Pencak Silat is an umbrella term that refers to Indonesian martial arts. Most Pencak Silat has a focus on knife/blade fighting, although there is also a broad cross-section of unarmed techniques as well.

    Have you considered Boxing? Boxing is widely available, often very cheap and is also increasingly popular with females. Many Martial Arts gyms are extremely male dominated, and some can find this uncomfortable. Boxing is one of the most effective martial arts you will find.
  14. vettip

    vettip New Member

    Thank you for your fast reply Kave

    If the club competes, would I have to compete or do I get a choice?

    I have considered boxing, but the fact that boxing is "hands only" put me off, because I'd like to incorporate my legs as well. Also as far as I know, the philosophy and self-descipline aren't there as much as with other martial arts, if they are adressed at all.
  15. shootodog

    shootodog restless native

    Vettip hello

    Muay is a solid choice for as long as the gym is legitimate. Fighters fight. That's what they do. So should theirs.

    Silat would be a nice choice given that you are a bit concerned with your lower back. The lack of regular hard contact might suit you as you heal your back.

    Boxing is always always a good choice. Practical, cheap, available, and teaches many things such as speed power and endurance and resistance. Just like Muay, though, it depends on the gym. Make sure that they are a fighting gym. Boxing is also a great start point on your martial ars journey. There is no mystical magical thing going on. Just good basics and hard work.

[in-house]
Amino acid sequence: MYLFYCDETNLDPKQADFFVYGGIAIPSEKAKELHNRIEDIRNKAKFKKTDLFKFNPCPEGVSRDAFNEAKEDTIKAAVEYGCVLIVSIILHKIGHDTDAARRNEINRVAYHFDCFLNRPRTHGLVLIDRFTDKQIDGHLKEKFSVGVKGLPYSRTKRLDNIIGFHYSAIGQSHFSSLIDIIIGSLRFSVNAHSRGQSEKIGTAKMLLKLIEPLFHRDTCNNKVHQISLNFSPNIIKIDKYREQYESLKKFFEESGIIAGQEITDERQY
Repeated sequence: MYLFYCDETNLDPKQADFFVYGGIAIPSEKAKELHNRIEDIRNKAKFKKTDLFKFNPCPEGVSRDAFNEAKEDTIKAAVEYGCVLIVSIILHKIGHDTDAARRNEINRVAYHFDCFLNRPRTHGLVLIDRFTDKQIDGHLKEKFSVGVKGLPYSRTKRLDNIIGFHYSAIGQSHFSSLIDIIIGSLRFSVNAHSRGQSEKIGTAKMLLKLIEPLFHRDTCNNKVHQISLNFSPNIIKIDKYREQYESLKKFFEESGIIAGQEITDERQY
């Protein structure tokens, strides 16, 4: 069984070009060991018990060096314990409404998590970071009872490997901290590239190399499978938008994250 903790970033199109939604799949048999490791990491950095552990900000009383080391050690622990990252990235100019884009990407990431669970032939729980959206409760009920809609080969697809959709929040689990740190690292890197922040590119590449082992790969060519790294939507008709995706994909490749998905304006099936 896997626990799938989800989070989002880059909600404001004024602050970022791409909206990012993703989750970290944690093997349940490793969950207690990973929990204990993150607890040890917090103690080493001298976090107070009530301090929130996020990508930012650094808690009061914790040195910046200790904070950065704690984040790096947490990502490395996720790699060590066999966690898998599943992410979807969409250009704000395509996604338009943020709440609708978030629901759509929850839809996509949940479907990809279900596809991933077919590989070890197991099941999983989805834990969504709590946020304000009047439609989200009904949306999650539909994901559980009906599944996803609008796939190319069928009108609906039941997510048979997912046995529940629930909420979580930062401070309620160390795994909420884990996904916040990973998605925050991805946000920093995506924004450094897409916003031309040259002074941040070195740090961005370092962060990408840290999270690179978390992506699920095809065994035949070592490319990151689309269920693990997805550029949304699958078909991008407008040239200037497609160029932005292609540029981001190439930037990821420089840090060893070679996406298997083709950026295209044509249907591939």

None of these are suitable for home training though. I mean you could do some conditioning drills and shadow boxing at home but you will not progress unless you go in for lessons. Given your timeframe, my vote would go to Muay or Boxing or Kali.
  16. Frodocious

    Frodocious She who MUST be obeyed! Moderator Supporter

    I would agree with the suggestion to try the Muay Thai classes and see how you get on, (although you could try all of those styles and see which club you feel the most comfortable with).

    You could train BJJ with lower back problems (I do) but it's probably advisable to wait until your injury is a little more healed and you've built up your core strength again.

    I wouldn't bother getting in shape before you start lessons, as others have said, the lessons themselves will help you get in shape. You could start working on your fitness as well as taking lessons (but don't try to add too much training in all at the same time).

    As for competing, your club should give you the choice as to whether or not you compete - every club I've ever trained at has.

    As for training at home, you can either do a style with kata (patterns) that can be trained by yourself or, your other option is to work on strength, conditioning and flexibility when training at home - all of which will help your martial arts training.
  17. shootodog

    shootodog restless native

    1) you have a choice.

    2) that is the myth about boxing. The power of boxing comes from your legs. Notice how well built boxers legs are. They don't skip leg day!
  18. vettip

    vettip New Member

    Thank you all so much for your replies. I will check out the Muay Thai gyms and if that doesn't feel right I'll look at boxing.

    You all have been a great help, thanks again!
  19. nocturnal

    nocturnal Valued Member

    From those options above, I would recommend Kick Boxing. It'll get you into shape. Muay Thai, as recommended by some others, will also get you into shape, but I've never seen any girls doing Muay Thai in all the Muay Thai gyms/clubs that I've visited. Bear in mind I haven't visited that many Muay Thai gyms/clubs.
  20. LeaFirebender

    LeaFirebender Ice Bear has ninja stars

    We have a new muay thai class where i train, and yeah it took FOREVER before any girls joined, and I still feel really intimidated by the amount of machoness in that class. And I'm not one of those girls who never hangs out with guys, in fact i'd say at least 50% of my friends are male. Kickboxing is usually the equivalent with more women.